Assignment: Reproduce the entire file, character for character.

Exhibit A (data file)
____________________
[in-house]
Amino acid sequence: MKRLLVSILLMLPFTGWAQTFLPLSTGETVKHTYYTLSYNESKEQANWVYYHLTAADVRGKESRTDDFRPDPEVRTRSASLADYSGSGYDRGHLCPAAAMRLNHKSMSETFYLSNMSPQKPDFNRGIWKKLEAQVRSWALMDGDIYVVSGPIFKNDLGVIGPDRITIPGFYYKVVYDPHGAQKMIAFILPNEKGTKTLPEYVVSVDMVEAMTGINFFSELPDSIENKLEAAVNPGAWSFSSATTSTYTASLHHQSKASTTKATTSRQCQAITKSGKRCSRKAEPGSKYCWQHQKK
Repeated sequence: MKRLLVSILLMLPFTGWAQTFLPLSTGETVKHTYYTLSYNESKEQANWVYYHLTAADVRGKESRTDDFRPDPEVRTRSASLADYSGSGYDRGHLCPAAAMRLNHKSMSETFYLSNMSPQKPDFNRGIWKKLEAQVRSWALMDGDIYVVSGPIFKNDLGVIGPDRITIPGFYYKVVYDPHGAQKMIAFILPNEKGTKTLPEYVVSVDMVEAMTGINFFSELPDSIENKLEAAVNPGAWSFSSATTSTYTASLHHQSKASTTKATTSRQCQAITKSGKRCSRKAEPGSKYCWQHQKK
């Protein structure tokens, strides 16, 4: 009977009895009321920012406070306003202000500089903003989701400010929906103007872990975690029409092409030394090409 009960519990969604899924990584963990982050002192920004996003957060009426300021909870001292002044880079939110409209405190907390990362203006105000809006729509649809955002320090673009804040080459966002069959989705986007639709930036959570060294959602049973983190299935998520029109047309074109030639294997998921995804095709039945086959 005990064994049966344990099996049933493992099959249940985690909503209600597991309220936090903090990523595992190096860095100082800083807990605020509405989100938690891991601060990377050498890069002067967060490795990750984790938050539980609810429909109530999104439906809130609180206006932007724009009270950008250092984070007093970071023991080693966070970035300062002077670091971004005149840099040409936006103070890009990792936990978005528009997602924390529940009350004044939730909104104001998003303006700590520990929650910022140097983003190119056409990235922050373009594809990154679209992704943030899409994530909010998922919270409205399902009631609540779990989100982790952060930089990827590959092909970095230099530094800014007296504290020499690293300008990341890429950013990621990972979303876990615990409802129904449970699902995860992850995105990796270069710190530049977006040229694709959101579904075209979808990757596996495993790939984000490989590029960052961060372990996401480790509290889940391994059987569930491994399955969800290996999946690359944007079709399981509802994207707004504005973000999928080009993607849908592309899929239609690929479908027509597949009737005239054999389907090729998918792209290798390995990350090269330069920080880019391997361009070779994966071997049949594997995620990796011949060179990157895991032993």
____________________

[in-house]
Amino acid sequence: MKRLLVSILLMLPFTGWAQTFLPLSTGETVKHTYYTLSYNESKEQANWVYYHLTAADVRGKESRTDDFRPDPEVRTRSASLADYSGSGYDRGHLCPAAAMRLNHKSMSETFYLSNMSPQKPDFNRGIWKKLEAQVRSWALMDGDIYVVSGPIFKNDLGVIGPDRITIPGFYYKVVYDPHGAQKMIAFILPNEKGTKTLPEYVVSVDMVEAMTGINFFSELPDSIENKLEAAVNPGAWSFSSATTSTYTASLHHQSKASTTKATTSRQCQAITKSGKRCSRKAEPGSKYCWQHQKK
Repeated sequence: MKRLLVSILLMLPFTGWAQTFLPLSTGETVKHTYYTLSYNESKEQANWVYYHLTAADVRGKESRTDDFRPDPEVRTRSASLADYSGSGYDRGHLCPAAAMRLNHKSMSETFYLSNMSPQKPDFNRGIWKKLEAQVRSWALMDGDIYVVSGPIFKNDLGVIGPDRITIPGFYYKVVYDPHGAQKMIAFILPNEKGTKTLPEYVVSVDMVEAMTGINFFSELPDSIENKLEAAVNPGAWSFSSATTSTYTASLHHQSKASTTKATTSRQCQAITKSGKRCSRKAEPGSKYCWQHQKK
């Protein structure tokens, strides 16, 4: 009977009895009321920012406070306003202000500089903003989701400010929906103007872990975690029409092409030394090409 009960519990969604899924990584963990982050002192920004996003957060009426300021909870001292002044880079939110409209405190907390990362203006105000809006729509649809955002320090673009804040080459966002069959989705986007639709930036959570060294959602049973983190299935998520029109047309074109030639294997998921995804095709039945086959 005990064994049966344990099996049933493992099959249940985690909503209600597991309220936090903090990523595992190096860095100082800083807990605020509405989100938690891991601060990377050498890069002067967060490795990750984790938050539980609810429909109530999104439906809130609180206006932007724009009270950008250092984070007093970071023991080693966070970035300062002077670091971004005149840099040409936006103070890009990792936990978005528009997602924390529940009350004044939730909104104001998003303006700590520990929650910022140097983003190119056409990235922050373009594809990154679209992704943030899409994530909010998922919270409205399902009631609540779990989100982790952060930089990827590959092909970095230099530094800014007296504290020499690293300008990341890429950013990621990972979303876990615990409802129904449970699902995860992850995105990796270069710190530049977006040229694709959101579904075209979808990757596996495993790939984000490989590029960052961060372990996401480790509290889940391994059987569930491994399955969800290996999946690359944007079709399981509802994207707004504005973000999928080009993607849908592309899929239609690929479908027509597949009737005239054999389907090729998918792209290798390995990350090269330069920080880019391997361009070779994966071997049949594997995620990796011949060179990157895991032993």